Miss Machine Review

artist: The Dillinger Escape Plan date: 08/24/2004 category: compact discs
The Dillinger Escape Plan: Miss Machine
Released: Jul 20, 2004
Genre: Mathcore, Experimental Rock
Styles: Relapse
Number Of Tracks: 11
Technical metal, righteous hardcore, twittering jazz interludes, and starkly melodic, seemingly post-punk-inspired segments all put the punters soundly in their place.
 Sound: 9.7
 Lyrics: 9.3
 Overall Impression: 10
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reviews (3) 11 comments vote for this album:
overall: 10
Miss Machine Reviewed by: Me09, on august 24, 2004
1 of 1 people found this review helpful

Sound: The state of hardcore is somewhat at a standstill. But lately, I've noticed some bands taking the inititive to push the envelope of the hardcore sound. The Dillinger Escape Plan are one of the better groups that are twisting the sound around. Driving guitars, mixed up time signatures and a great singer/screamer make this band a keeper. // 10

Lyrics: The lyrics are twisted. Some don't make any sense at all, and some are just great. The singer is great. His screaming is awesome and his regular singing voice blows me away. // 10

Overall Impression: You can't really compare this band to any other bands in the hardcore scene right now. Best songs off this album would have to be all of them, I can't decide. If I had to go with one, I'd go with Baby's First Coffin. Very good song. I love how the music can go from grinding to complete slowness. If this were stolen I would definatly pick this up, along with Calculating Infinity. // 10

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overall: 10
Miss Machine Reviewed by: unregistered, on august 25, 2004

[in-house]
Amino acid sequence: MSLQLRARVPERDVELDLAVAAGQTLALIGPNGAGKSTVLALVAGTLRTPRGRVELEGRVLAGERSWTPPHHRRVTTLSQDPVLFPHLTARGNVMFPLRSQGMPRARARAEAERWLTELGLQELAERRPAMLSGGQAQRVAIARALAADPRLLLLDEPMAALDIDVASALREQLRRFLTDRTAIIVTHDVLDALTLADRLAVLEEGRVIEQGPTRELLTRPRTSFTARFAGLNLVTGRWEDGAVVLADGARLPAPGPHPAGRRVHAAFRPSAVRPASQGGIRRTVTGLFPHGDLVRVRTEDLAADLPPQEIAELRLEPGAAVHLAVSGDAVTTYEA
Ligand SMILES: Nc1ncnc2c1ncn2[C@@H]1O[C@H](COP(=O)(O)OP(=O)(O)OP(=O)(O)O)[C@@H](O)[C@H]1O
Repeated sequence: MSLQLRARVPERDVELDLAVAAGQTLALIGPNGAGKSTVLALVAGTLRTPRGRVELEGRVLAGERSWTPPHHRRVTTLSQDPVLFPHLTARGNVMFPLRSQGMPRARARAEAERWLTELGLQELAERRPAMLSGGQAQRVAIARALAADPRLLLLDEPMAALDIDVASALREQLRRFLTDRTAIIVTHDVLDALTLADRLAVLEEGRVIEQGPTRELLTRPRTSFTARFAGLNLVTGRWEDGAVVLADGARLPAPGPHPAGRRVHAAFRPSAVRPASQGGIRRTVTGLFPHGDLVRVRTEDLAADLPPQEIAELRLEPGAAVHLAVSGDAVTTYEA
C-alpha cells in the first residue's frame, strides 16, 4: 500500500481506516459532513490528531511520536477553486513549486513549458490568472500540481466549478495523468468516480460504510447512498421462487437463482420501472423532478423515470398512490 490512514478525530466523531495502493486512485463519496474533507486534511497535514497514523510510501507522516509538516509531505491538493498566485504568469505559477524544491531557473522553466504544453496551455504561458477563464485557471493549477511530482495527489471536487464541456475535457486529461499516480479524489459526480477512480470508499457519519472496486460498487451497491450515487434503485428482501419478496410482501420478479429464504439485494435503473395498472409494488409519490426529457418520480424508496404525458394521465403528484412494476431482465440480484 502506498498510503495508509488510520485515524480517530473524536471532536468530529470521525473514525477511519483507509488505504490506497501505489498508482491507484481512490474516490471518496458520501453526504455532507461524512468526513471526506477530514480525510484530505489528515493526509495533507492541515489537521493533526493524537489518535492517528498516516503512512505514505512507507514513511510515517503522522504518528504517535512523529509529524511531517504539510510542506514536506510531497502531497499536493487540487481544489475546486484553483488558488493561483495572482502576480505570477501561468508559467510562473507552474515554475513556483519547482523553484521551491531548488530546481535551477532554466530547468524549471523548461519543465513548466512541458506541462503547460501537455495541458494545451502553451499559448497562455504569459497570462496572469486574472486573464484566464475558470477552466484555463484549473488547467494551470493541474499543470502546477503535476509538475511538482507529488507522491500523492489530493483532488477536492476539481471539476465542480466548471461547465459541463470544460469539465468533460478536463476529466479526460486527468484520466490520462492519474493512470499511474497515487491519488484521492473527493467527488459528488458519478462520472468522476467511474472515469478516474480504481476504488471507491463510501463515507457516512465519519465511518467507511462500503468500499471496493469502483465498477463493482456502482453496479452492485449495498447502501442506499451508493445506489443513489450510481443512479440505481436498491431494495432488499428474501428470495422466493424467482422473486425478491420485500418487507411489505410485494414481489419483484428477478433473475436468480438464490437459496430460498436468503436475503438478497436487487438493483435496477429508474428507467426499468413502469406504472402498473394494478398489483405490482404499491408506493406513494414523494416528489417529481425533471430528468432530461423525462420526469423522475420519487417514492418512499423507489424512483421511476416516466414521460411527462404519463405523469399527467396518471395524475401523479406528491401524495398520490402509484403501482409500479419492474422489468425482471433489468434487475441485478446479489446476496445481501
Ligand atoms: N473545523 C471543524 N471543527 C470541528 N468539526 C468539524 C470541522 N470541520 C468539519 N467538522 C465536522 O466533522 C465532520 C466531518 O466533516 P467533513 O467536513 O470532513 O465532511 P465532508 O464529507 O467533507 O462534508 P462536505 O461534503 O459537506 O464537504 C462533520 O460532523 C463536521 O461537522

1 of 1 people found this review helpful

Sound: Of course, after Calculating Infinity and Irony Is A Dead Scene, I fell victim to having insanely high expectations of The Dillinger Escape Plan's latest full length, "Miss Machine". The day it came out I picked up a copy, and put it in not knowing what to expect. Putting it in my car stereo I was immeadiatly bashed against the wall by the opener "Panasonic Youth". I was pumped up by the end of that song, but the trip this album would take me on, though much different than Calculating Infinity, left me with my mouth open at the end of it. "Did they just do that?" Superb musicianship, with a new more accessible edge to it. They sound like no other band ever has, they dont even sound like old Dillinger as much anymore. Songs are often started by time signature shifting jazz-thrash and they build up into smart verses and choruses, then they go where they havent gone before: soft. There are soft parts on no less than 7 of the 11 songs on this album. and when they go soft, they do it really well. On calculating infinity you took clean parts as a sorta breather for the oncoming fury, because you knew that Dillinger was gonna wake up and blast you with more ruthless guitar and drum work. On here there is a song (Unretrofied) which is almost completely done with clean guitar. Props to Dillinger for pushing the envelope. // 10

Lyrics: The lyrics are funky. Yes, thats the word. Some of them are edgy and smart, some of them are downright confusing. This album is Greg Puciato's record debut as the new singer of The Dillinger Escape Plan, though hes been around since 2001. And I have to say, He is an excellent screamer, but his best quality is his almost ethereal singing voice, which gives the new album a mysterious calm at all the right spots. Puciato does scream on this album, a lot, in every song, so dont expect easy listening music. but he also fleshes out clean vocals all throughout most of the songs, even for long periods of time! His singing/screaming adds to the dynamics of the band. // 10